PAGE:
A top priority of the new building is caring for the summit’s environment. Various design features work to preserve the natural state of the mountain while also accommodating an ever-increasing number of visitors. For example, the elevated exterior walkways allow for the recovery of the summit’s fragile tundra ecosystem. The project is also striving to become the first Living Building Challenge certified project in Colorado with sustainable design aspects focused on energy, building materials, resilience, site ecology, site water and wastewater. It also aims to achieve net zero energy, net zero waste and net zero water consumption and is designed to save more than 350,000 gallons of water per year over the current system.

Nearly one million visitors reach the summit each year

One of the reasons for building the new visitor center is a decades-long trend of increased visitation. Annually, the summit welcomes  nearly one million visitors a year and those numbers are expected to rise. Despite the pandemic, the Pikes Peak highway alone (not including hikers or Cog Railway passengers) welcomed 527,418 visitors in 2020.

Foodies delight! 14’115 feet never tasted so good

A visit to the summit of Pikes Peak would not be complete without a world-famous Pikes Peak donut, always made fresh daily. The same high-altitude recipe that has been passed down since 1916 will be used, but for the first time, guests can add various seasonings, including sugar, cocoa, cinnamon, cardamom, coriander or nutmeg to the summit’s signature baked good. In addition, a revamped food court will offer a variety of new, fresh food options and beverages, including a Pikes Peak Melt sandwich that uses locally-sourced artisan breads and gluten-free options, plus a new Trail Mix bar that allows guests to customize their snack mix.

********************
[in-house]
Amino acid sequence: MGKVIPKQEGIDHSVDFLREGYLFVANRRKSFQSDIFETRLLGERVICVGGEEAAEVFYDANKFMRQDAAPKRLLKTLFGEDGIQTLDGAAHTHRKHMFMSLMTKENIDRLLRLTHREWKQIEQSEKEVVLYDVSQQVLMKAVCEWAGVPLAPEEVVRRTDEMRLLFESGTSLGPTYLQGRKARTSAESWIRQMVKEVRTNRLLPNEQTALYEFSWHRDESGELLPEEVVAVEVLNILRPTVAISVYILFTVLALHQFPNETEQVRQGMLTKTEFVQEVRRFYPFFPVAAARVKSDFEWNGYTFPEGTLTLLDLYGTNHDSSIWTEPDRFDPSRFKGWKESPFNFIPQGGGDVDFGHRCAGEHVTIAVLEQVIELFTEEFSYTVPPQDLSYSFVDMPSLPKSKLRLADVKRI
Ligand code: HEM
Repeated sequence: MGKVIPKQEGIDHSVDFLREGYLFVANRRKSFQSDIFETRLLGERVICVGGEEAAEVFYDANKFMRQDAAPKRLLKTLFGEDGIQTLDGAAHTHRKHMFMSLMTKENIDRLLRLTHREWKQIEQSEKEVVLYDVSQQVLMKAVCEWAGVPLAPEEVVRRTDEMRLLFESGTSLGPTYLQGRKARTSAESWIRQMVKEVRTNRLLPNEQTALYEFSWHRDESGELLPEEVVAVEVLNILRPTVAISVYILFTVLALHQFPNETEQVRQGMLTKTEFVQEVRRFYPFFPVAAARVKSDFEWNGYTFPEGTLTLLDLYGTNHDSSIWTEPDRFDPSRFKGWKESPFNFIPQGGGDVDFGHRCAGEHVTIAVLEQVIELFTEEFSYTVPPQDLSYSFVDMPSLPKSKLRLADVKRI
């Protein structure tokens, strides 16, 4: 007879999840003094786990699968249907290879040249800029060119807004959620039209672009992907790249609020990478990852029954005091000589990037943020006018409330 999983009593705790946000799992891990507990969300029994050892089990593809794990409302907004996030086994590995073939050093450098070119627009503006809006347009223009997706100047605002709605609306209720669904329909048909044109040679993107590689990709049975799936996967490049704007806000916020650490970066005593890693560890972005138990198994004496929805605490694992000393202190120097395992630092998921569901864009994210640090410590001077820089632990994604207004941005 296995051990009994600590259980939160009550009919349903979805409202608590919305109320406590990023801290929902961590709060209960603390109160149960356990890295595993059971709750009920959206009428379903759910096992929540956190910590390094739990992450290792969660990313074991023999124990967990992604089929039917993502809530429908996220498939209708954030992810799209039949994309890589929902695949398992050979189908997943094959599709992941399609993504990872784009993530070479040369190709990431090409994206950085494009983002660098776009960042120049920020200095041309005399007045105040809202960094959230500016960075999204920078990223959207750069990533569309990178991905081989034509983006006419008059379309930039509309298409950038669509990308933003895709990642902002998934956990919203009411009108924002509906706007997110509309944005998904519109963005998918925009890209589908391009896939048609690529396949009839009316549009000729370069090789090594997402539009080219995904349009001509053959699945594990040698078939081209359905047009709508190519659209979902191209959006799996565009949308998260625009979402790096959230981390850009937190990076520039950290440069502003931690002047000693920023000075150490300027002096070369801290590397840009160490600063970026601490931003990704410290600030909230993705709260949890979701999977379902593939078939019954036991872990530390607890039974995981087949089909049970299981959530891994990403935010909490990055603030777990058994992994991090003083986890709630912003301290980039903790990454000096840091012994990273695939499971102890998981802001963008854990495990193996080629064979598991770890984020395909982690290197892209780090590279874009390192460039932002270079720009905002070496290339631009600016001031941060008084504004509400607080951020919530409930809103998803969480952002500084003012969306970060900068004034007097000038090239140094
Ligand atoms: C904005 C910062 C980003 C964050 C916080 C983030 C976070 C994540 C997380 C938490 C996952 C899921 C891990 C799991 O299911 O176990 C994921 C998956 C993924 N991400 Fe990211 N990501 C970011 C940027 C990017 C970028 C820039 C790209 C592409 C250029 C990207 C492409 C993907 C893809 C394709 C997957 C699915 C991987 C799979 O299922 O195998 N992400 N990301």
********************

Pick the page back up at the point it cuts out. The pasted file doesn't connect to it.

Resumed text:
Hit the open road for 19 miles of new adventure

Along the 19-mile Pikes Peak Highway, visitors are in for a treat with new product and food offerings at both Crystal Reservoir Gift Shop and the Historic Glen Cove Inn. Each recently-remodeled location offers unique treasures to commemorate every adventure. Two mobile apps further enhance the experience. The TravelStorys Audio Tour provides a guided experience, offering fun facts at geo-tagged locations along the scenic drive to the summit, and the soon-to-be-released Pikes Peak Summit Experience app will offer visitors the chance to uniquely document their journey.

Accessibility – a high-altitude experience for everyone

The new facility and all exterior walkways are fully accessible to people of all ages and abilities. Plus, hiking isn’t the only way to the top of America’s Mountain. Visitors can reach the summit from the comfort of their own vehicle, join one of the many tour groups that journey to the top, or ride the Cog Railway. Once visitors reach the summit, a network of walkways, designed with gradual elevation changes and resting areas, seamlessly accommodate people with disabilities and help mitigate the fatigue that can occur at high altitude.